Author Topic: FCC changes coming to FRS, GMRS, MURS, & CB  (Read 1154 times)

Offline Alan Georges

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FCC changes coming to FRS, GMRS, MURS, & CB
« on: April 30, 2017, 10:21:56 AM »
Article over at QRZ Now
Eye-glazing details over at the FCC site

TLDR/summary version (if I skimmed it correctly):
  • MURS is essentially unchanged
  • CB is largely left alone.  Talking skip will become legal, as will Bluetooth mics
  • FRS will be able to go to 2 watts
  • the borderland of FRS and GMRS is somewhat clarified (but it's still confusing)
  • existing gear will largely fit into the new categorizations and remain legal to use
It's all relatively minor.  We'll probably see the FRS/GMRS bubble-pack radios re-labled as FRS and slightly modified to do 2 watts across the board.  Maybe the biggest changes will be for the serious GMRS users, but how that works out will be between the FCC and the radio manufacturers.  From a modern survival standpoint, most of us wanting to use higher power in that neighborhood have already gone ham and know all about the nearby 70cm band.  Overall, a big "meh" for the moment.


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Offline iam4liberty

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Re: FCC changes coming to FRS, GMRS, MURS, & CB
« Reply #1 on: April 30, 2017, 11:52:38 AM »
From a modern survival standpoint, most of us wanting to use higher power in that neighborhood have already gone ham and know all about the nearby 70cm band.  Overall, a big "meh" for the moment.

2 Watt on FRS will be a huge boon for hikers and skiers as it allows transceivers to reliably hit satellites.  Right now high schools and colleges around the world are setting up emergency satellite system clubs to monitor for emergency signals.  Currently the systems use HAM band APRS as that is an already deployed capability which can be immediately enhanced by these satellites.  But the next generation GMRS/FRS radios are being slated to put in the simple mathematics to predict when these satellites will be overhead and to communicate with them.  So we are very near to having a global emergency beacon system that the average person can afford.  Not too mention companies like gotenna developing units which will be easily able to piggy back on them to potentially create a worldwide text messaging system.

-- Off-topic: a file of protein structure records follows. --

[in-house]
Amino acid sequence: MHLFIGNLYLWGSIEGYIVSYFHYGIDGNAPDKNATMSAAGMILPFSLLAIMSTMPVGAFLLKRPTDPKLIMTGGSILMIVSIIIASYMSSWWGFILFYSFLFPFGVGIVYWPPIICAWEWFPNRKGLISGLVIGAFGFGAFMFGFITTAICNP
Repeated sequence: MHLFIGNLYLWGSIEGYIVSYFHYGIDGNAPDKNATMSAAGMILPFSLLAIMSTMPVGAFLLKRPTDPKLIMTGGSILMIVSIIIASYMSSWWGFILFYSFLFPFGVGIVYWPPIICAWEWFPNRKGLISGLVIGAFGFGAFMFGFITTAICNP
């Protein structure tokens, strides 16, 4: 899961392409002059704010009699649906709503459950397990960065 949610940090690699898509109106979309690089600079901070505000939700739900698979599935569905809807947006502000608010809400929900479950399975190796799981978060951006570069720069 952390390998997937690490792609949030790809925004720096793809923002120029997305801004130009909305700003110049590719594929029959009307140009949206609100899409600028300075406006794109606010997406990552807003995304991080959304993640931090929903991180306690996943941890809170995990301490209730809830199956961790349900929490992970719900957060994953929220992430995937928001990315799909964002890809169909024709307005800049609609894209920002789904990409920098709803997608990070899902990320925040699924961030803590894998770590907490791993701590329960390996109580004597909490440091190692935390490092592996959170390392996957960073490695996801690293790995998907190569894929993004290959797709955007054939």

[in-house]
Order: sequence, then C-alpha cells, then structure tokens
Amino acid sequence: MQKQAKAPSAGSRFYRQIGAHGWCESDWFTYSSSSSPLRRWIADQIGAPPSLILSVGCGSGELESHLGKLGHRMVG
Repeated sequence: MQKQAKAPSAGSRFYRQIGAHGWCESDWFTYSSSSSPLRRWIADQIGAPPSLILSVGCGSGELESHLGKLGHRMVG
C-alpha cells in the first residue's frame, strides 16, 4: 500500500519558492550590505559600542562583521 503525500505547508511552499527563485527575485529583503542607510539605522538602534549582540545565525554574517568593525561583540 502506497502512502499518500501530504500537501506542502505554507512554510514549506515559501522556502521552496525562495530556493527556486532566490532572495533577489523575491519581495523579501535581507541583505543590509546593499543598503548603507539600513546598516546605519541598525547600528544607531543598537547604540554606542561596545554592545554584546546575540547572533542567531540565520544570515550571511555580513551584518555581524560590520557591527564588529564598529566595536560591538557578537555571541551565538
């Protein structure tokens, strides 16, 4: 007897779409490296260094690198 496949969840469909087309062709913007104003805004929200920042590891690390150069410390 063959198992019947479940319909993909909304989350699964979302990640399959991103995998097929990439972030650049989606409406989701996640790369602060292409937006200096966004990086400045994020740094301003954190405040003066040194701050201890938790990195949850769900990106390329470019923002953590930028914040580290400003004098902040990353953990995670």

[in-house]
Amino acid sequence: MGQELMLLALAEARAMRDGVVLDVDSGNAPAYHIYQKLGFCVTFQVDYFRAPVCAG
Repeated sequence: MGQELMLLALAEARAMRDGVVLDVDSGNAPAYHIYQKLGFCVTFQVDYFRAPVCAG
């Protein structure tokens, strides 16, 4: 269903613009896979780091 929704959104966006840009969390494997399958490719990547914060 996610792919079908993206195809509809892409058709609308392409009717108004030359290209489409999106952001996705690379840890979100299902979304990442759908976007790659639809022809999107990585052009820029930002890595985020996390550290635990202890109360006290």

See here for example news story talking about this: http://www.timesofisrael.com/israeli-high-school-kids-build-life-saving-satellite/


Offline Mr. Bill

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Re: FCC changes coming to FRS, GMRS, MURS, & CB
« Reply #2 on: April 30, 2017, 12:32:10 PM »
Eye-glazing details over at the FCC site

Eyes are duly glazed.  Thank you. :)

I'm making myself a table of contents for that 114-page FCC PDF.

  • p.1: Intro, useless Table of Contents by paragraph number :P, Background
    This document has been circulated for tentative consideration by the Commission at its May open meeting. The issues referenced in this document and the Commission’s ultimate resolution of those issues remain under consideration and subject to change. ...
  • p.5: Discussion
  • p.41: APPENDIX
    The Federal Communications Commission amends Parts 1, 15, 73 and 95 of Title 47 of the Code of Federal Regulations (CFR) as set forth below...
    • p.41: Part 1 of Chapter 1 of Title 47 of the Code of Federal Regulations is amended as follows:
      PART 1 – PRACTICE AND PROCEDURE...
    • p.42: Part 15 of Chapter 1 of Title 47 of the Code of Federal Regulations is amended as follows:
      PART 15 – RADIO FREQUENCY DEVICES...
    • p.42: Part 73 of Chapter 1 of Title 47 of the Code of Federal Regulations is amended as follows:
      PART 73 – RADIO BROADCAST SERVICES...
    • p.43: Part 95 of Chapter 1 of Title 47 of the Code of Federal Regulations is amended, in its entirety, to read as follows:
      PART 95 – PERSONAL RADIO SERVICES...
      • p.46: Subpart A – General Rules for the Personal Radio Services...
      • p.56: Subpart B – Family Radio Service (FRS)
        FRS is a short-distance two-way voice communication service, with limited data applications, between low power hand-held radios, for facilitating individual, family, group, recreational and business activities. ...
      • p.59: Subpart C – Radio Control Radio Service
        RCRS is a non-commercial short-distance radio service for wirelessly controlling the operation of devices, including, but not limited to, model vehicles such as aircraft and surface craft. ...
      • p.62: Subpart D – CB Radio Service
        CBRS is a mobile and fixed two-way voice communication service for facilitating personal, business or voluntary public service activities, including communications to provide assistance to highway travelers. ...
      • p.68: Subpart E – General Mobile Radio Service
        GMRS is a mobile two-way voice communication service, with limited data applications, for facilitating activities of individual licensees and their family members, including, but not limited to, voluntary provision of assistance to the public during emergencies and natural disasters. ...